John F. Kennedy Biography
35th President of the United States
Years Served as President: 1961-1963
Vice President: Lyndon B. Johnson
Age at Inauguration: 43
Home State: Massachusetts
Date of Birth: May 29, 1917
Died: November 22, 1963
Married: Jacqueline Lee Bouvier
Children: Caroline, John, Patrick
Nickname: JFK, Jack
What is John F. Kennedy known for?
John F. Kennedy was one of the youngest U.S. presidents and the first Roman Catholic elected to the office. He is best known for being assassinated early in his presidency.
Kennedy is also known for the Bay of the Pigs and the Cuban Missile Crisis.
John F. Kennedy was born to a wealthy, politically connected Boston family in 1917. His father, Joseph, had made a fortune in entertainment, business, and the stock market.
Joseph dreamed that one of his sons would one day become president. He believed that it would be his oldest, Joe Jr.
Along with his eight siblings, John attended the best schools, vacationed in summer homes, and was waited on by servants.
Growing up, however, he was often sick and experienced many health problems.
In 1938, John’s father was appointed the U.S. ambassador to Great Britain by Franklin D. Roosevelt. John traveled with his father as his secretary.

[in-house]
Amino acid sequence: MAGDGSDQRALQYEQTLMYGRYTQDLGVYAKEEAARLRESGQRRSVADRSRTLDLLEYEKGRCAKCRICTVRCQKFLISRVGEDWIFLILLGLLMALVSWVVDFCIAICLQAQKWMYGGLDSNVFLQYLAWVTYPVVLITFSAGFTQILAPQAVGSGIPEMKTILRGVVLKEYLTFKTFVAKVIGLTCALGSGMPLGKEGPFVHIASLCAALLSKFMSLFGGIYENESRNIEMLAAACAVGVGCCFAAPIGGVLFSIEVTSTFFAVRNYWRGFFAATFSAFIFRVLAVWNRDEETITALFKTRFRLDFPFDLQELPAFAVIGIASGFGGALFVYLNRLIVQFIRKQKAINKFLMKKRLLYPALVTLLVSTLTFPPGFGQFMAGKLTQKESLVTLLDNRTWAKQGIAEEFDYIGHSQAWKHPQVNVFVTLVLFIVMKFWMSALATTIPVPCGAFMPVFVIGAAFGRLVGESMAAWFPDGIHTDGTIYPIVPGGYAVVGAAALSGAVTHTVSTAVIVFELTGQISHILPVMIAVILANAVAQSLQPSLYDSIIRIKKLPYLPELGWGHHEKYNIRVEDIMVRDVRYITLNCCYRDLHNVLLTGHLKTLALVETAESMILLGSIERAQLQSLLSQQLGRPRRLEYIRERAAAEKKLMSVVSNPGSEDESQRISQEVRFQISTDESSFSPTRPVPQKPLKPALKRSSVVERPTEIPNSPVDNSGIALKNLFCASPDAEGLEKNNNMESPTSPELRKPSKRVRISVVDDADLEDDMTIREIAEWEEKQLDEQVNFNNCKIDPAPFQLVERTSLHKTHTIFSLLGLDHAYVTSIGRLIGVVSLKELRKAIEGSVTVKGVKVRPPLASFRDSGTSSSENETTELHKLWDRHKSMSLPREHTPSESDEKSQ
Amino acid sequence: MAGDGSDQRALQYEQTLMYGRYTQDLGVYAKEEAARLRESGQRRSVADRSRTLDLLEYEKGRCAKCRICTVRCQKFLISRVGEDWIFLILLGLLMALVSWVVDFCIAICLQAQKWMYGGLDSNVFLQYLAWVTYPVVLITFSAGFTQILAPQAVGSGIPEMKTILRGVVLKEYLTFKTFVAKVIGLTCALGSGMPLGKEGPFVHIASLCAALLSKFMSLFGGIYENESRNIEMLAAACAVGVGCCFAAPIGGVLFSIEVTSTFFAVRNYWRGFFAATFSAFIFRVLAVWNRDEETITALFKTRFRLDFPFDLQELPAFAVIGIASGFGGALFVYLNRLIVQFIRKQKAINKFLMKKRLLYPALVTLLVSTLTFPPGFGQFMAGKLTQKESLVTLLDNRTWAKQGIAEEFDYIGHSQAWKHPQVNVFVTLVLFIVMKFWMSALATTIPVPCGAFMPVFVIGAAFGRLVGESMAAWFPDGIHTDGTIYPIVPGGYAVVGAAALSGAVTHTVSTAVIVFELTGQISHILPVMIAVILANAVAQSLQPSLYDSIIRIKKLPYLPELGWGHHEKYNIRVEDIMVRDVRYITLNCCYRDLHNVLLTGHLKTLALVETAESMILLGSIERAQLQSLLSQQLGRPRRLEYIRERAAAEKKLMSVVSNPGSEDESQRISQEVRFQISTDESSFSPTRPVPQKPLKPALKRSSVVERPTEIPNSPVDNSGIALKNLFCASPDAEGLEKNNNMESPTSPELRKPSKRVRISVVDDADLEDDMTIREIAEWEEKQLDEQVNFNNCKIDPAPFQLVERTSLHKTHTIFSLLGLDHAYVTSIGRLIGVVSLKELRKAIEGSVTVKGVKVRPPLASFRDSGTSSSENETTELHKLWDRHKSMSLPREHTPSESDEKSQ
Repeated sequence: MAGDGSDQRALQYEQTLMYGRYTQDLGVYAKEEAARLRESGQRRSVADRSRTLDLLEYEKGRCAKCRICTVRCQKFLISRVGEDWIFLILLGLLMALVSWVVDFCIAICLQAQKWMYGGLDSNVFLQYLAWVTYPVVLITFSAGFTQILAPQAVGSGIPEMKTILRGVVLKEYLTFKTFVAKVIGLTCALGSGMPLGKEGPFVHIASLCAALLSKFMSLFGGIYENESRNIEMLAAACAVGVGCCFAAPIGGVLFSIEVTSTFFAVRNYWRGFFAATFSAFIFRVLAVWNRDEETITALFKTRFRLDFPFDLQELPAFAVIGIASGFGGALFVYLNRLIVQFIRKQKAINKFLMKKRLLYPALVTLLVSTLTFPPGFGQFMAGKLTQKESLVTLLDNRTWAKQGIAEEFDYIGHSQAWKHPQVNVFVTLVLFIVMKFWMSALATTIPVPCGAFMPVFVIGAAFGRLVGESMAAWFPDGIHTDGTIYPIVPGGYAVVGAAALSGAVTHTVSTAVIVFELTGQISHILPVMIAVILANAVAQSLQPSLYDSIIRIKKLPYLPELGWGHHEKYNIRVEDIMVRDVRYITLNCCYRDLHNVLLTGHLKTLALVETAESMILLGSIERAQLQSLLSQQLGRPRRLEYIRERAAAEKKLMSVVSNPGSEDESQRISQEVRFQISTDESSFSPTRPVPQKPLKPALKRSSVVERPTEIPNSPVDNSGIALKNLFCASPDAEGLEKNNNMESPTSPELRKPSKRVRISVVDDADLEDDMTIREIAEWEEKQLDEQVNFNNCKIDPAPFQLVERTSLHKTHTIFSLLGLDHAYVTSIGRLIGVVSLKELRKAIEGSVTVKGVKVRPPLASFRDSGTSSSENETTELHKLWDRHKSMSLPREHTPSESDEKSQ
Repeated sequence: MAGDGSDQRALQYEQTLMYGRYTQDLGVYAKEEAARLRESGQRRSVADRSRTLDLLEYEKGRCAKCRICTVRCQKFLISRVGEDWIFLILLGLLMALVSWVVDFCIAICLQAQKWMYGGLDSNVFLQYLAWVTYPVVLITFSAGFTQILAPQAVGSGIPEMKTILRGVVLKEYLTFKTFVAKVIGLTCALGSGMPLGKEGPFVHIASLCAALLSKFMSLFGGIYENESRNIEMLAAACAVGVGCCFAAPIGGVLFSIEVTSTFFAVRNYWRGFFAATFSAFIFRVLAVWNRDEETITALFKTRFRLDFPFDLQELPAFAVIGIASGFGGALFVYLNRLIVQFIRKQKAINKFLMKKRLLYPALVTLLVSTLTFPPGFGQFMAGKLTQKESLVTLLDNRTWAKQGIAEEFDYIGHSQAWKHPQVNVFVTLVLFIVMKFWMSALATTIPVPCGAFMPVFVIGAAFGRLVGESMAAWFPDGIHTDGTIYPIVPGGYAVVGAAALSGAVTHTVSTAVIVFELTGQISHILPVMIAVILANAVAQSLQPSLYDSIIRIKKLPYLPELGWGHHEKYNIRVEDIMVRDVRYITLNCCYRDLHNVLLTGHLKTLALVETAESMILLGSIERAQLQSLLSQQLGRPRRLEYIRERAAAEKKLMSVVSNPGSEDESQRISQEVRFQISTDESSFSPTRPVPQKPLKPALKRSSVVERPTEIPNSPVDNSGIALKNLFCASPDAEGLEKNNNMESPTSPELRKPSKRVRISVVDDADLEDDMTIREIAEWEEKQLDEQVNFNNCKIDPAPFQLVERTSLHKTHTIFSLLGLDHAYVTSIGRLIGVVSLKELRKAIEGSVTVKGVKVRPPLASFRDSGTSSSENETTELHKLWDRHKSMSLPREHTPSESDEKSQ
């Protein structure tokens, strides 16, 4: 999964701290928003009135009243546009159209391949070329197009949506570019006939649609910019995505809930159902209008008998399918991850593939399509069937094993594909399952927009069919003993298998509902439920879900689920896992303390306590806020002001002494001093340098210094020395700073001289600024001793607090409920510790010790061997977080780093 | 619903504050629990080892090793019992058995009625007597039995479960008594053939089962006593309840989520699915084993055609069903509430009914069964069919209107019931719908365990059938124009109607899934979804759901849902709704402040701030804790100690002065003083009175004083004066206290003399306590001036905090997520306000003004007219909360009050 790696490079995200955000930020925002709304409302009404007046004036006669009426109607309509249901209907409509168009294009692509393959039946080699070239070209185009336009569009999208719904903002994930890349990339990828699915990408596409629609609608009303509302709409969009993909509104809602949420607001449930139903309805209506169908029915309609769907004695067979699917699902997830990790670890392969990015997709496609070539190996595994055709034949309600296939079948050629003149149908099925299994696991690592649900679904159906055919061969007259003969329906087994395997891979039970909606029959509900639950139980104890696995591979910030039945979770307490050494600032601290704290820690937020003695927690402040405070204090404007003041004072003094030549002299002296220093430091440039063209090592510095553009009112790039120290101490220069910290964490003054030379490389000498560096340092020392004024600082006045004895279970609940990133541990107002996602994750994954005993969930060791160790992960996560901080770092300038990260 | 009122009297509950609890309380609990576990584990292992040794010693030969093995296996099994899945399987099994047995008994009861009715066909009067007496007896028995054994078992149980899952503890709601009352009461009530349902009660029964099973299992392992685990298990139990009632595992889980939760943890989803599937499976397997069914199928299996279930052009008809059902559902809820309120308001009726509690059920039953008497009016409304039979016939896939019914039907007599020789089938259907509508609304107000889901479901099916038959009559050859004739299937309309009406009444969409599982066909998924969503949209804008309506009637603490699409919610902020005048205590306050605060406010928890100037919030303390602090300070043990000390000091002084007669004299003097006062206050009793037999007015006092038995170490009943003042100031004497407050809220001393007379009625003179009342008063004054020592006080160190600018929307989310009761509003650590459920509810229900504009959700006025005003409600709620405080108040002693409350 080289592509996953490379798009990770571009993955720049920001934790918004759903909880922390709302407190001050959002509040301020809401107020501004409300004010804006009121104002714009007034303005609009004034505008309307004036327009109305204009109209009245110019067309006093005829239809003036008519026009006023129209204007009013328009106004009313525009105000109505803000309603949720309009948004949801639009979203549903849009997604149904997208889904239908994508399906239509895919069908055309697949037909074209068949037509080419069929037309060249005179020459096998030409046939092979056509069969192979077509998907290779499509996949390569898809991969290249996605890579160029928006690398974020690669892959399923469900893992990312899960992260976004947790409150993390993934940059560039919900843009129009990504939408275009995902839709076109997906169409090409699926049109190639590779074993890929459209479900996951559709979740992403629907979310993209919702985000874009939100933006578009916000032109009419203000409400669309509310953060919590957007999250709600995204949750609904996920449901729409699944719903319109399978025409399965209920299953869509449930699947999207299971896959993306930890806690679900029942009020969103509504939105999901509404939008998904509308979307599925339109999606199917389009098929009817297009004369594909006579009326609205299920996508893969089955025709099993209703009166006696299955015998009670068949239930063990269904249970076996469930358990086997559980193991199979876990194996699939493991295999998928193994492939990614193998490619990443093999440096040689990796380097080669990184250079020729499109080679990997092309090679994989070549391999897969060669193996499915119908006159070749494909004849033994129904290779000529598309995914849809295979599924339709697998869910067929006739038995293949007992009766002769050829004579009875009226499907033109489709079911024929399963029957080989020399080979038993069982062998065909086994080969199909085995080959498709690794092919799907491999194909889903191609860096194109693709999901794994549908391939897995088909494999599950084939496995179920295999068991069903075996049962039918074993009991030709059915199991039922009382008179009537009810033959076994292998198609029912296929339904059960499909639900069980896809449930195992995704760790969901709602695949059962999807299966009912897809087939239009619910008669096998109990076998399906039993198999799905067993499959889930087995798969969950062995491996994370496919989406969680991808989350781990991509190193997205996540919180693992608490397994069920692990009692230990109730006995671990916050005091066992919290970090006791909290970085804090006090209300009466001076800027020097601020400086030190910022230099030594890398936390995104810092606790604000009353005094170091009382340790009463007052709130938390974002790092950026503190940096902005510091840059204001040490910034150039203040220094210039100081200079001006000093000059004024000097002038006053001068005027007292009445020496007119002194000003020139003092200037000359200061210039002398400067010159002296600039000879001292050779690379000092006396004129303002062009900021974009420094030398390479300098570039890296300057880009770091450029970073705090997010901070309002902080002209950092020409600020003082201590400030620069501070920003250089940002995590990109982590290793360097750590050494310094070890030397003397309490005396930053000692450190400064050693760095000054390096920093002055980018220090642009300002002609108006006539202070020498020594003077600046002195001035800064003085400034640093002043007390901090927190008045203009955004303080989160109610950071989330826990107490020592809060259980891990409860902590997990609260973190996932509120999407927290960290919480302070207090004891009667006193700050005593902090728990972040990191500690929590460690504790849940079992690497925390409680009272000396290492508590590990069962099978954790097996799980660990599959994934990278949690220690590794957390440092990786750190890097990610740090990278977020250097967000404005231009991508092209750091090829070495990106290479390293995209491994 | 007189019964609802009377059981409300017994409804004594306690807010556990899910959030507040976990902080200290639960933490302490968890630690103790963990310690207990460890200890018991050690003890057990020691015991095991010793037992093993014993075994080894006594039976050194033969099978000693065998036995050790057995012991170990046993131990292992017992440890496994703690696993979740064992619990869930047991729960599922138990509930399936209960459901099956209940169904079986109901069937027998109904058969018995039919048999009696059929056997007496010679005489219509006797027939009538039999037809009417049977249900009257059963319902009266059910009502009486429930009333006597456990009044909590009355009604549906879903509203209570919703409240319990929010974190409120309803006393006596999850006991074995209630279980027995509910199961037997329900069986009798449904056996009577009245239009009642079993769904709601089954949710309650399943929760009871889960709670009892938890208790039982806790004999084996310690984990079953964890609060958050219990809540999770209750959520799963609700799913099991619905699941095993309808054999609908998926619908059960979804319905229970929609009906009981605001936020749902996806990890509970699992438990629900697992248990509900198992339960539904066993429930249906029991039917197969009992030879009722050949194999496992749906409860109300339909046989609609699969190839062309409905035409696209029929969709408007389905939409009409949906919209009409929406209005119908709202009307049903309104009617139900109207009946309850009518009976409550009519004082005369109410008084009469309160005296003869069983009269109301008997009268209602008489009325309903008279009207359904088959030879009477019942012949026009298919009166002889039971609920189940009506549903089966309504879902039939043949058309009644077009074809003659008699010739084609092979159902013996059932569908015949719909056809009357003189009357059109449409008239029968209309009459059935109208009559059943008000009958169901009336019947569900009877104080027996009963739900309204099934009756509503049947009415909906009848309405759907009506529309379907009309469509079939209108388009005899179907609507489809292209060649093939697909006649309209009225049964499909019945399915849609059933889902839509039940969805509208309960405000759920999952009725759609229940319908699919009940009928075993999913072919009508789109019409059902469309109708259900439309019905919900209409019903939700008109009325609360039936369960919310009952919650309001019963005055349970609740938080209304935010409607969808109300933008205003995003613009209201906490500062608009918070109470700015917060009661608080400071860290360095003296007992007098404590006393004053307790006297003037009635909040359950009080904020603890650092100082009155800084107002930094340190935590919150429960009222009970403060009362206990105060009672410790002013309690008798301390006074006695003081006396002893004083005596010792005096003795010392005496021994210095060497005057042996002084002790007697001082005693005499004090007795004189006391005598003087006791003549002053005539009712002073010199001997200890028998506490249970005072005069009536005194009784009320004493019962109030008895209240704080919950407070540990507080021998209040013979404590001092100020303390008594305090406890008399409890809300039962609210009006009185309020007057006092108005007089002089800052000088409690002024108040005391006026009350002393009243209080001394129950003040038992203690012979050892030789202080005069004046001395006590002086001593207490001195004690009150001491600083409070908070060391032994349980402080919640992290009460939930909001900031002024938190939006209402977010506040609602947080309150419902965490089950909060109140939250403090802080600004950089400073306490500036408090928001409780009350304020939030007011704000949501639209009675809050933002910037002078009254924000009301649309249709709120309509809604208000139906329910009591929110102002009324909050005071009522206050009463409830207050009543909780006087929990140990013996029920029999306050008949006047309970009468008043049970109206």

That same year, he inherited $1 million from his family.
Still, John stayed motivated and attended Harvard University. He wrote a best-selling book while still in college.
When World War II began, Kennedy joined the U.S. Navy. He served in the South Pacific, where he commanded a small motor-torpedo boat.
In August 1943, Kennedy’s boat was rammed by a Japanese destroyer. He led the survivors on a three-mile swim to a nearby island, pulling an injured crewmate by a life-jacket strap held in his teeth.
They hid from the enemy on the island for days until Kennedy was able to summon help. He received a Medal for Valor and a Purple Heart for his heroic actions.
Unfortunately, Kennedy’s brother, Joe Jr., was killed on a mission in Europe. Joseph Kennedy now set his sights on John becoming president one day.
After leaving the Navy, Kennedy briefly worked as a reporter before being elected to Congress in 1946. He served three terms in the U.S. House of Representatives. In 1952, he was elected to the Senate.
The same year he became a Senator, Kennedy met Jacqueline Lee Bouvier at a dinner party. The couple married a year later.
They eventually had three children: Caroline, John, and Patrick. Patrick died in infancy.
Kennedy continued to struggle with poor health. One condition which Addison’s disease, which many doctors believed was terminal (deadly).
He also had such terrible back pain that he could not lift his children.
Despite his health problems and resulting poor attendance in Congress, Kennedy set his political sights higher.
He tried to get the vice-presidential nomination in 1956, but narrowly lost. In 1960, he got the presidential nomination and ran against then vice president Richard M. Nixon.
Kennedy ended up winning one of the closest presidential elections in U.S. history.